Applications produce logs to keep records of what is happening. These logs can help troubleshoot problems and understand what is happening in a cluster. While we could use kubectl log command to view the logs for a particular pod or container, this solution is not scalable. Instead, we want to collect, aggregate and display those logs quickly and conveniently. The most popular solution is the ELK stack (Elasticsearch, Logstash and Kibana). Thanks to the Elastic Operator, the ELK stack is easy to install on Kubernetes. This solution is very flexible and powerful.

Metrics are data about the nodes, pods, and services in your cluster. These metrics can help you understand how your applications are performing over time. Some common metrics include CPU usage, memory usage, and disk space usage. By monitoring these metrics, we can identify potential problems with your applications before they cause any downtime. Prometheus is the uncontested solution to collect and store your metrics. However, Prometheus alone has some limitations in terms of how much data it can ingest. Production grad metrics stack will often rely on Thanos to manage a fleet of Prometheus servers. To complete our metrics stack, we can visualize Prometheus metrics via dashboards using Grafana and create metrics base alerts using Alertmanager.

When monitoring applications, we also want to collect traces for all requests made from and to an application. These traces can help you understand how applications are communicating together and follow each request to find the root cause of most problems. Jaeger is a popular solution to collect and store traces and can be used in pairs with Kiali to visualize and search traces.

Finally, we need to be alerted when something goes wrong with our applications. We can use a tool like AlertManager or Elasticsearch to trigger those alerts based on queries respectively on logs or metrics. The monitoring stack ELK + Prometheus is the most extensively used in the industry; all the components are open-source and well-supported by the community.

Security and Compliance

One of the most important aspects of DevSecOps is security. In this last section, we will discuss some ways to secure your DevSecOps platform and your applications.

Good security starts with Authentication. Authentication is the process of verifying the identity of a user or system. We want to leverage Single Sign On (SSO) and Kubernetes RBAC to attribute users the least privilege. Developers should have restricted access to the cluster to prevent security concerns, yet we don’t want to prevent them from debugging and looking at resources in the cluster.

Identity is new to Kubernetes but yet very important, and it can eliminate the use of passwords. Each component in a Kubernetes cluster (node, pod, service, etc.) has an associated identity. This identity can be used to control access to resources. For example, you can use identity-based policies to allow only certain pods to talk to the database or fetch secrets from your Secret management solution. Identity-aware security is still known and often tightly coupled with your cloud provided. OpenID Connect (OIDC) is the popular standard to allow identity-aware permissions.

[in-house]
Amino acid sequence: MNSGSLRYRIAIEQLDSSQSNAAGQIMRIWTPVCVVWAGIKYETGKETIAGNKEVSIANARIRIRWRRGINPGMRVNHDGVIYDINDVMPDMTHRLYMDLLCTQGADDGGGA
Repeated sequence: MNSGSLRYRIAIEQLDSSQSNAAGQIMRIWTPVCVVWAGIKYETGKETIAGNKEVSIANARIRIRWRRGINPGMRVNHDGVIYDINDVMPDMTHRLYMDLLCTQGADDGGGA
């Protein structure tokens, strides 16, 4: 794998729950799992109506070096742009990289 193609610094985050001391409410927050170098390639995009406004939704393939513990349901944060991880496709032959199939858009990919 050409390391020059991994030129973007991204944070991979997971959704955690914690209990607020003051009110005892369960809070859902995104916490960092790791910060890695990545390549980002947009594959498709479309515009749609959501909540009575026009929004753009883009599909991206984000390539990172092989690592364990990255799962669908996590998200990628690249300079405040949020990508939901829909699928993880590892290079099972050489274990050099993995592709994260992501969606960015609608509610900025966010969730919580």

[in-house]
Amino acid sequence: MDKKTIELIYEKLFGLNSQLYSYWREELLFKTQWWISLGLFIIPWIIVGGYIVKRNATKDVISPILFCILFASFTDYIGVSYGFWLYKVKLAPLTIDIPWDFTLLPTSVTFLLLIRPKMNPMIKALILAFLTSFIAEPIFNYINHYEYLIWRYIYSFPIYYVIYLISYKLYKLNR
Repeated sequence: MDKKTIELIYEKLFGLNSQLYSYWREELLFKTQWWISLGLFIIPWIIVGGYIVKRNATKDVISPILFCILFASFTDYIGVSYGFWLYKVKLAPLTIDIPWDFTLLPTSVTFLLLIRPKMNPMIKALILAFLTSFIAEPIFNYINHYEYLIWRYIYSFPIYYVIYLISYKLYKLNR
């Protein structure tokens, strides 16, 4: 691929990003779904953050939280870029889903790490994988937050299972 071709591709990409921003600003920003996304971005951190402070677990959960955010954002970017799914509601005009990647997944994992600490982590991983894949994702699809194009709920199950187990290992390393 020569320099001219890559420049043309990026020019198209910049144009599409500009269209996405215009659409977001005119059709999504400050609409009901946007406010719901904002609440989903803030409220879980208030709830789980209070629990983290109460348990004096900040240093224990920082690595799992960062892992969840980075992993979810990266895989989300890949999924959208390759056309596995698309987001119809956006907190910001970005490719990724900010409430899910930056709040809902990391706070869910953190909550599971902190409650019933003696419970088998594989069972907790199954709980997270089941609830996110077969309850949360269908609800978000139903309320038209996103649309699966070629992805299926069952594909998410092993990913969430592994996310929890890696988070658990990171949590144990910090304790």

Security and Compliance Policies are another important aspect of DevSecOps. We can use policies to control what users are allowed to do with our resources. For instance, imposing that securityContext is set and running containers as non-root. OPA Gatekeeper is a popular solution to enforce such policies as it interfaces with Kubernetes Admission Controller and can reject invalid manifests.

Last, new security vulnerabilities are identified every day. So in order to keep up with security threats, our DevSecOps platform needs a vulnerability scanning process. Vulnerability scanning is the process of identifying vulnerabilities in applications and infrastructure. There are two main types of vulnerability scanners: static analysis (SAST) and dynamic analysis (DAST). SAST tools analyze code to identify potential vulnerabilities and will generally be run by CI/CD. DAST tools analyze applications' behavior to identify vulnerabilities installed in a cluster and continuously analyze containers. Trivy Operator is a good DAST solution to consider.

Wrapping up

Building a DevSecOps platform on top of Kubernetes is not something that can be achieved in a day. We first need to configure your environment and have the underlying infrastructure ready to host applications. Then we must choose the right components for releasing, deploying, and monitoring applications. Last, we need to secure applications and infrastructure using security and compliance tools.

While Kubernetes is a powerful platform, there are some challenges that we may face when deploying a DevSecOps platform on it. One of the biggest challenges is knowledge. We may know Kubernetes well, but the process of selecting which tools are best is long and difficult.

This article should give a good idea of the pieces needed to assemble your own platform. If the task seems daunting to you, then it begs the question.

Is building your own platform on Kubernetes the right choice for your organization's needs? It depends on your specific situation. But you may want to opt for a fully managed DevSecOps platform.